don’t believe you live in a haunted hotel. Tell us about the Horror
good!, a question I can answer in a less paranoid way. This place
is both our home and our ‘haunt’, in every sense of the word. It’s
about 150 years old. It really was a hotel back around the turn of
the century…uhh, the previous turn of the century, I mean.
There are ten bedrooms. We bought it in late 1992, when a little
old lady was living here all alone in just a few of the rooms. It
was a real shipwreck, with paint peeling, holes in the ceiling,
plumbing and wiring that had been installed by the ancient Aztecs,
plus fallen arches, a deviated septum, all kinds of problems. So we
spent a summer fixing it up to make it delightfully unlivable. And
yes, a lot of people in the area did already think the place was
haunted. A lot of strange things have happened here, but I don’t
usually discuss that with the media because I don’t like to sound
like I’m saying, “Oooh scary, kids, my haunted house is really
haunted!” It can be a little embarrassing.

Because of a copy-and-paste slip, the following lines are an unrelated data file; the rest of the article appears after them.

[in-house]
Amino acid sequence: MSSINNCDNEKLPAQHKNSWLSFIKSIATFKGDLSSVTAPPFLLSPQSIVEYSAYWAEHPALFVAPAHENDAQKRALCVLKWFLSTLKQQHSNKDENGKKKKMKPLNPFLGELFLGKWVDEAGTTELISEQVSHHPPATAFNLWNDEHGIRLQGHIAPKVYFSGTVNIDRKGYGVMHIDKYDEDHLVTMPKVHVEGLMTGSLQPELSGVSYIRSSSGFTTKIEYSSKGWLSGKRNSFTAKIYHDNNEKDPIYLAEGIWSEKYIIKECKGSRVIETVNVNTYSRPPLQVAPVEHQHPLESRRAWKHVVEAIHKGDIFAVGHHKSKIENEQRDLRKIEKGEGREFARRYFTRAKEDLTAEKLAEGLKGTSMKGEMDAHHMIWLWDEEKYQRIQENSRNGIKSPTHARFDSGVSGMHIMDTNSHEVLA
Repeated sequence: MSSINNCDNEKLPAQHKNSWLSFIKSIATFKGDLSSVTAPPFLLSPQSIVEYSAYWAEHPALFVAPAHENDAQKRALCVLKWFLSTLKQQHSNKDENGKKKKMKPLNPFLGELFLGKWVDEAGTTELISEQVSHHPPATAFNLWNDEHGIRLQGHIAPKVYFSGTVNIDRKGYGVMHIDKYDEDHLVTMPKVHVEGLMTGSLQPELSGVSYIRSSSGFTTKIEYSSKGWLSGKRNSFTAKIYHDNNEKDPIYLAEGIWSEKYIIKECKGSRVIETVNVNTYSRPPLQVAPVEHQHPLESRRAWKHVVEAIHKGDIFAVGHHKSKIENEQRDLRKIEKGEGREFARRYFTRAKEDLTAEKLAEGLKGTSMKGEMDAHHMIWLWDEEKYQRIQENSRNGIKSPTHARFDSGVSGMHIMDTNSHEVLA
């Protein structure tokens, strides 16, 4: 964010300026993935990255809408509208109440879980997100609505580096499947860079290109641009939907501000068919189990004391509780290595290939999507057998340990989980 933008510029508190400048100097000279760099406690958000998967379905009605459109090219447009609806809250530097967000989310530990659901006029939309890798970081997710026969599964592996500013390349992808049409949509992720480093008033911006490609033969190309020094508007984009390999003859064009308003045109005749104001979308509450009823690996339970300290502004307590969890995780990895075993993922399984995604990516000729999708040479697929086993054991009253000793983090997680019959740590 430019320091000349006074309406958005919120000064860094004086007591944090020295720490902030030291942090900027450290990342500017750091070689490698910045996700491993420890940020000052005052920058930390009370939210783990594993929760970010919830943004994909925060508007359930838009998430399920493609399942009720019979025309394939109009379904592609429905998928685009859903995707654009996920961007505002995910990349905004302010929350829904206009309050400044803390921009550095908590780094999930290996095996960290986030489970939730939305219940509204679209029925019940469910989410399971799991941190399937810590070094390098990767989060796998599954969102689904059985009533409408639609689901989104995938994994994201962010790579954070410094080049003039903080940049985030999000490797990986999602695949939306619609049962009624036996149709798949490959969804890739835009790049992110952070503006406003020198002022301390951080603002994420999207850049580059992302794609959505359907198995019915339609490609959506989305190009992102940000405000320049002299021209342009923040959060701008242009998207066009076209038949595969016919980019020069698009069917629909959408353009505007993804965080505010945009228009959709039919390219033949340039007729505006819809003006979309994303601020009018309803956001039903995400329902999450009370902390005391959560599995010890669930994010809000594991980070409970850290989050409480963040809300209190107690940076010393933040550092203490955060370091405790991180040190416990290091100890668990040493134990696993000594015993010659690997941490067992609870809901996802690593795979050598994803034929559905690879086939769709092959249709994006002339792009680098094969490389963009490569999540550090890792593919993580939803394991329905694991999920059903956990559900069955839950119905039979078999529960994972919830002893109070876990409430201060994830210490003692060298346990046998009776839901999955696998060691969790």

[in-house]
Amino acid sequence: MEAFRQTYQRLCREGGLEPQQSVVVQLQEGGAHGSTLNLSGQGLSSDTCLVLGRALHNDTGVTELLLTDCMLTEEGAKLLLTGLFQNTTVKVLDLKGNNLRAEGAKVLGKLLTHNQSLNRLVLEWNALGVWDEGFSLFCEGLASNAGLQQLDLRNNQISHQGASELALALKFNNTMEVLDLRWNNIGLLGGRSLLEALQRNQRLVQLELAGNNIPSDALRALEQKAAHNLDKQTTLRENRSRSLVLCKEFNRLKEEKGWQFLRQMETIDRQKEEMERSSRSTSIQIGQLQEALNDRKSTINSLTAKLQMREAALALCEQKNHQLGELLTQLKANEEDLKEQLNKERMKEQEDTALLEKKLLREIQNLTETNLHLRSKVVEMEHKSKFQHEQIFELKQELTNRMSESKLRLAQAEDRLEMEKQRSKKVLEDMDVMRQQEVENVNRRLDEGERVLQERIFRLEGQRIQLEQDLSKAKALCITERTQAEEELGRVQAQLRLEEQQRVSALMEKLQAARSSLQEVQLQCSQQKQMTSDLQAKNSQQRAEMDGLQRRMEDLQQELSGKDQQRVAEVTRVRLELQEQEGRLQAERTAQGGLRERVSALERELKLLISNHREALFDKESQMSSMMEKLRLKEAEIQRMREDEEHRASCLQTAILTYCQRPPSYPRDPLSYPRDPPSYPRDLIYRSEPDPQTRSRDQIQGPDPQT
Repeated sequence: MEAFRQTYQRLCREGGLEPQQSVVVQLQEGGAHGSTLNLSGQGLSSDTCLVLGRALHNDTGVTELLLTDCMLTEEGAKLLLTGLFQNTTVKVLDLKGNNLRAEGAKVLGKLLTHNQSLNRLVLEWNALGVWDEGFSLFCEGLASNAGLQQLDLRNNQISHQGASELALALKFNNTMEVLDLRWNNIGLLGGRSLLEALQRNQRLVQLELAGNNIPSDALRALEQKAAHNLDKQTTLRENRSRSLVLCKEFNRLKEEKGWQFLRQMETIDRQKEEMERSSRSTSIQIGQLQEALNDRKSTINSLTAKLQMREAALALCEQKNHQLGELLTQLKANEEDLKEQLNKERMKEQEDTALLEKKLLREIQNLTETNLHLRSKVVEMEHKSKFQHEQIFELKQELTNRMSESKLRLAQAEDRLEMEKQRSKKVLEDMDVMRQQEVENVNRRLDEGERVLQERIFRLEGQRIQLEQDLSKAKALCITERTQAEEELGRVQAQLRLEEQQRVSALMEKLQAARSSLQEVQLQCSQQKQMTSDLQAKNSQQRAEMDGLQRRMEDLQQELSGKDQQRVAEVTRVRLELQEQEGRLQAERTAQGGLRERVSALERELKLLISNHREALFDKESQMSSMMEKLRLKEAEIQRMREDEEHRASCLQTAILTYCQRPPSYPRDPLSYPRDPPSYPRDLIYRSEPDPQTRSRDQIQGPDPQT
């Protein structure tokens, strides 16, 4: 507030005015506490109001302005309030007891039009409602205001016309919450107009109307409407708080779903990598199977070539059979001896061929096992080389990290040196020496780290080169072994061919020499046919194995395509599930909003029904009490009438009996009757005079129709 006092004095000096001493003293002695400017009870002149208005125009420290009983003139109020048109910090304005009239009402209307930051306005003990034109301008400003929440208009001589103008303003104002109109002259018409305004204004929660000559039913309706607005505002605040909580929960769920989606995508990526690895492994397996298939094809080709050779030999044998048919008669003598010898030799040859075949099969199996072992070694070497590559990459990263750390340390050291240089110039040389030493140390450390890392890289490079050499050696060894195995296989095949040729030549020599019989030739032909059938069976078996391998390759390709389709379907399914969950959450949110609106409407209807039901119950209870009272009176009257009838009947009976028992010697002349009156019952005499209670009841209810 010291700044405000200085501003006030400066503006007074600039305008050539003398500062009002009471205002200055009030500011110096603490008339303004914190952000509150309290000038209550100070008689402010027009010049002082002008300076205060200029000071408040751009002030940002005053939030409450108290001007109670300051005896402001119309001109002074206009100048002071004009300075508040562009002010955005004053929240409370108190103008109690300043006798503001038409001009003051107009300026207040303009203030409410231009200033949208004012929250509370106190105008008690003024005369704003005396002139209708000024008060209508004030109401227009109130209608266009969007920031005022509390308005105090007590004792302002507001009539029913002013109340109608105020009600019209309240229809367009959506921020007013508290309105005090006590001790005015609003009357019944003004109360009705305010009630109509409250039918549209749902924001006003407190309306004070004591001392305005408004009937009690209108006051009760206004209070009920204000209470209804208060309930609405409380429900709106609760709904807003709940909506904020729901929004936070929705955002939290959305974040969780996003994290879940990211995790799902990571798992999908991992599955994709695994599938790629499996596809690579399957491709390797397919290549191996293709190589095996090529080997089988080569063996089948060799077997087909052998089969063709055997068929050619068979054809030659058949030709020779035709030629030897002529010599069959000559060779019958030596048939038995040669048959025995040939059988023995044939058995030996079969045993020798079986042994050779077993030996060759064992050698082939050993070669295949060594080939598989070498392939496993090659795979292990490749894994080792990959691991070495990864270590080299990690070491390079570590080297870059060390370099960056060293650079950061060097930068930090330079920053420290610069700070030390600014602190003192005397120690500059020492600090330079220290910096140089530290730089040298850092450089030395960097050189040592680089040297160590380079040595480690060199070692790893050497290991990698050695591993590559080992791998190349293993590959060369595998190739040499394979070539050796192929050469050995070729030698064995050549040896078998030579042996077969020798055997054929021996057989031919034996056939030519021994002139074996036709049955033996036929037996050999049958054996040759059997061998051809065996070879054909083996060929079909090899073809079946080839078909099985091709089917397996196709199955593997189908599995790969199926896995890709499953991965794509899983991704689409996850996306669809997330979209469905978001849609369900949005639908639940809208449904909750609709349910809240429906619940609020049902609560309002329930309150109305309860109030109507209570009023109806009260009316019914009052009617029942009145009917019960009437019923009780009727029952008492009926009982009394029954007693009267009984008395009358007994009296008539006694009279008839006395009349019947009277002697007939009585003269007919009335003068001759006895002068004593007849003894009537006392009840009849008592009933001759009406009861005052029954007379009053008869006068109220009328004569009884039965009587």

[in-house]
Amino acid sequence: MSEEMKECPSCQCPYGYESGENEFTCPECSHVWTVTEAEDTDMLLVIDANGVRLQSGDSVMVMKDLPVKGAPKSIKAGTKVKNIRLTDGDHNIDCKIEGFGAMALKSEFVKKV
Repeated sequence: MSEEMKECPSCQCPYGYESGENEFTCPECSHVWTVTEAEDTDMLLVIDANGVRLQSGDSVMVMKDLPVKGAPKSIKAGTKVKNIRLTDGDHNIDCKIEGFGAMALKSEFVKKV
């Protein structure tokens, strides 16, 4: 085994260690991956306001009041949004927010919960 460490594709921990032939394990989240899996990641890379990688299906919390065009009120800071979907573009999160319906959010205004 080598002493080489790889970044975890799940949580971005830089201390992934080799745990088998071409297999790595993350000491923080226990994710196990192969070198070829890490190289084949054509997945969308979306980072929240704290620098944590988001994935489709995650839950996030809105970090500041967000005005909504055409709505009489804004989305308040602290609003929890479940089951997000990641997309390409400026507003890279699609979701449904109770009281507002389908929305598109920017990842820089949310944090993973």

much work does it require?
lot! Especially for only two people. We rarely have help.
you working year-round for the next season?
no. Most of the year we’re doing mask work. We typically don’t
start on Horror Hotel until mid-August. We stop taking
pre-Halloween mask orders in July. We finish those orders up and
start on Horror Hotel about six weeks before it opens. I suppose
that’s because our house looks enough like a haunted mansion already
that it only takes six weeks to turn it all the way into Horror
you typically get familiar faces each year, or do the newly dead
cycle through there too?
a lot of repeat business. Many humans have told us that Horror
Hotel is a big part of their Halloween tradition. Some say it’s the
only haunted attraction they let their kids go to. And it sounded
weird to me, but one boy said he’d been coming here every October